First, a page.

Picture:Brendan Magaar/African News Agency (ANA)
Picture:Brendan Magaar/African News Agency (ANA)

‘KZN in the midst of Covid-19 peak’

By Karen Singh Time of article published Aug 6, 2020

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Durban - KwaZulu-Natal is in the midst of its Covid-19 surge says epidemiologist and infectious diseases specialist, Professor Salim Abdool Karim.

Abdool Karim was speaking following a Covid-19 situational update by Health Minister Zweli Mkhize on Wednesday where he noted the province’s concerning trend.

While Gauteng, Eastern Cape and Western Cape may have reached their peak of Covid-19 infections, Mkhize said he was concerned about KZN, which could take off in “any direction”.

Mkhize said KZN was tracking two weeks behind Gauteng and taking a similar trend.

Gauteng surpassed all provinces and peaked with a rate of just under 6000 infections per day in June.

In KZN, the numbers are very close to the 3000 mark per day with a slight decrease, said Mkhize.

Picture: Supplied

He said it was difficult to say that the rate of infection was decreasing because the current rate was very close to the province’s peak of infections.

“We are concerned about this and we believe that this is the area where the real pressure of Covid is going to be felt whilst at the same time we are feeling the same pressure in Gauteng but it’s going to be even more stronger in KZN,” said Mkhize.

Abdool Karim said in terms of the overall epidemic in South Africa, provinces have varied in terms of when they started the rapid increase towards the peak.

It started first in the Western Cape, followed by the Eastern Cape and then Gauteng.

“At this stage we are seeing in the region of 3000 cases so there is no question that in this point in the epidemic, KZN is going to be the key influence of how our epidemic progresses because the numbers have been coming down in Gauteng and Western Cape but KZN was the only one where it was going up,” said Abdool Karim.

He further explained that while in the past few days the numbers had not been changing that much in KZN, he would not want to make any conclusion based on that.

He said one of the issues was that KZN was one of the few places where there was a backlog in testing.

“Once that backlog is completed which I’m told will be this week, we’ll have a better idea of what the correct numbers are in KZN.”

Abdool Karim said that by early next week, “we would have some idea as to whether KZN was on a downward trend, upward trend or staying straight”.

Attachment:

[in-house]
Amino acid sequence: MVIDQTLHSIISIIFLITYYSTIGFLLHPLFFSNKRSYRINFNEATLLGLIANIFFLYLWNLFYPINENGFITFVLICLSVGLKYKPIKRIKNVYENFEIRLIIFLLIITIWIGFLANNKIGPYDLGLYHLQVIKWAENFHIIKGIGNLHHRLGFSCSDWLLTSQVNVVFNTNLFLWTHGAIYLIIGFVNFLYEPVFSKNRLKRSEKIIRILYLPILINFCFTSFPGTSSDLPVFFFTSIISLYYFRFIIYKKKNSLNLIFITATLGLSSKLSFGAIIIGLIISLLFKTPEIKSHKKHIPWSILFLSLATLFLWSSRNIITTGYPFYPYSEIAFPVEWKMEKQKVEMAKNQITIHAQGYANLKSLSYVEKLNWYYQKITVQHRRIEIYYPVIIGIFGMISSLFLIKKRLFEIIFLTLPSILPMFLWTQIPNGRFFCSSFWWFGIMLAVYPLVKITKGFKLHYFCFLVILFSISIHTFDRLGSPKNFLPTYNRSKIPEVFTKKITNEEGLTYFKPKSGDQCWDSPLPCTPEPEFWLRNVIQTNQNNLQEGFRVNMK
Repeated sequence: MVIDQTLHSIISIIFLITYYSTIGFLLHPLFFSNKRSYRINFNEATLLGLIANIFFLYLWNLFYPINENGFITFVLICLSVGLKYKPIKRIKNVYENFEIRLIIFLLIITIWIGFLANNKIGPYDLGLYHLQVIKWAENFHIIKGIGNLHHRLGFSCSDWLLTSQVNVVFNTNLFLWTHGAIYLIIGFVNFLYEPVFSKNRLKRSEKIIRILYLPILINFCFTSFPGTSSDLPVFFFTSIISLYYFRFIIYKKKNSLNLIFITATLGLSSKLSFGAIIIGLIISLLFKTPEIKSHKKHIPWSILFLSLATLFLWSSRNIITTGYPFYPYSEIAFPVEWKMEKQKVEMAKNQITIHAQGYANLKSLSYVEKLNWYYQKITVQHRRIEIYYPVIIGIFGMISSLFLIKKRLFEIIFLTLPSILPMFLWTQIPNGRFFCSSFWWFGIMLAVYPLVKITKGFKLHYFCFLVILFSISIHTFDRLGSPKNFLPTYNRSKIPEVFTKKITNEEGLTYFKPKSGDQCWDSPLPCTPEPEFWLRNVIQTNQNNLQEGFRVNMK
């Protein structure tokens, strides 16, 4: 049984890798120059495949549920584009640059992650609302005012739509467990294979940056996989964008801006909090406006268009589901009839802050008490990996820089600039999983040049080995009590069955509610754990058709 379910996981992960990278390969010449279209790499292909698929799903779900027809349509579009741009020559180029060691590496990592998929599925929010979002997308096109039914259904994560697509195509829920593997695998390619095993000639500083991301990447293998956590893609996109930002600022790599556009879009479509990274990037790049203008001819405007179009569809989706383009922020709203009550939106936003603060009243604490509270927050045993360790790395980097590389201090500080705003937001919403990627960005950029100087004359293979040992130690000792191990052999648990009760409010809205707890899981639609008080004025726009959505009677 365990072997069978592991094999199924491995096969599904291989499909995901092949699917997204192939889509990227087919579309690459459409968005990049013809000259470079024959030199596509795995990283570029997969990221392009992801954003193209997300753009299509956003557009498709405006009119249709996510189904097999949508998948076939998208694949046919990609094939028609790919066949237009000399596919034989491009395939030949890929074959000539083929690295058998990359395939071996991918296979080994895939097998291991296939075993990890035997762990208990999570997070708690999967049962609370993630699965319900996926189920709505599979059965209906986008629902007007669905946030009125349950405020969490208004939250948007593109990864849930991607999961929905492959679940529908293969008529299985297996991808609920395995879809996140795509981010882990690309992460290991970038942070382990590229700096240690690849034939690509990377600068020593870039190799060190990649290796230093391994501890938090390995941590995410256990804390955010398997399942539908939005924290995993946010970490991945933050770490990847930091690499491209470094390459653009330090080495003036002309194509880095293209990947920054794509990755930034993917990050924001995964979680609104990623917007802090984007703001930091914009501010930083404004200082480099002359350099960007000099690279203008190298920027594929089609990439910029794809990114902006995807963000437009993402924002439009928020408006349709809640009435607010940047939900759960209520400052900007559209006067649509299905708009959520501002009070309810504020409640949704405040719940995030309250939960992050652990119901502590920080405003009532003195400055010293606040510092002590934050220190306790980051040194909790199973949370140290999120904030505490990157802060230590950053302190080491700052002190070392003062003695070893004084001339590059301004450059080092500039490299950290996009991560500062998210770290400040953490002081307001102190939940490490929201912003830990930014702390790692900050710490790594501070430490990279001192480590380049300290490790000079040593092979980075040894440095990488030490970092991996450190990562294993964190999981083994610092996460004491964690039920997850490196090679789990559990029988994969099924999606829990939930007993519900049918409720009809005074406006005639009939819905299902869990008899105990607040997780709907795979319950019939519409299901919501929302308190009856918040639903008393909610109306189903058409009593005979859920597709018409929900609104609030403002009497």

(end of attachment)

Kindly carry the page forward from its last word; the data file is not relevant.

“At this stage we are in a situation where KZN is in the midst of its surge.

“How long that surge will last we will know in the next few days once the backlog is completed and once we start looking at the number of admissions coming into hospitals,” he said.

To assess why the rate of infections had plateaued in some provinces, Mkhize said they had looked at key indicators.

These include a reduction in hospital admissions and people under investigation in health facilities. Hospitals had not breached capacity and despite the surge there had not been a significant increase in deaths.

“Whilst we are cautiously optimistic, it is still too early for us to make definite conclusions regarding the observed decline.”

Mkhize said a continued tracking of all these indicators was needed to ensure the testing capacity reflected a realistic picture of the country’s epidemiological status.

“As part of improving the records of Covid-19 related deaths in response to reports on excess deaths, we now require that all the sudden deaths and those that occur at home must have specimens taken for Covid-19 before a death certificate is issued.”

The latest number of infected health workers in total was 24104 - as of August 2 - with 181 fatalities recorded, Mkhize said.

The minister said the insufficient provision of personal protective equipment (PPE) and failure or neglect by management to adhere to prescribed workplace safety protocols would not be tolerated.

Mkhize had requested that all provinces have Occupational Health and Safety (OHS) Committees which are fully formed and functional within a week.

“In these OHS meetings, staff and unions must ventilate all issues and if the resolution is not satisfactory, the complaints must be escalated to the relevant MECs.”

Mkhize added that if issues were still not resolved, unions would be able to bring their issues to his attention at a national level.

The Mercury

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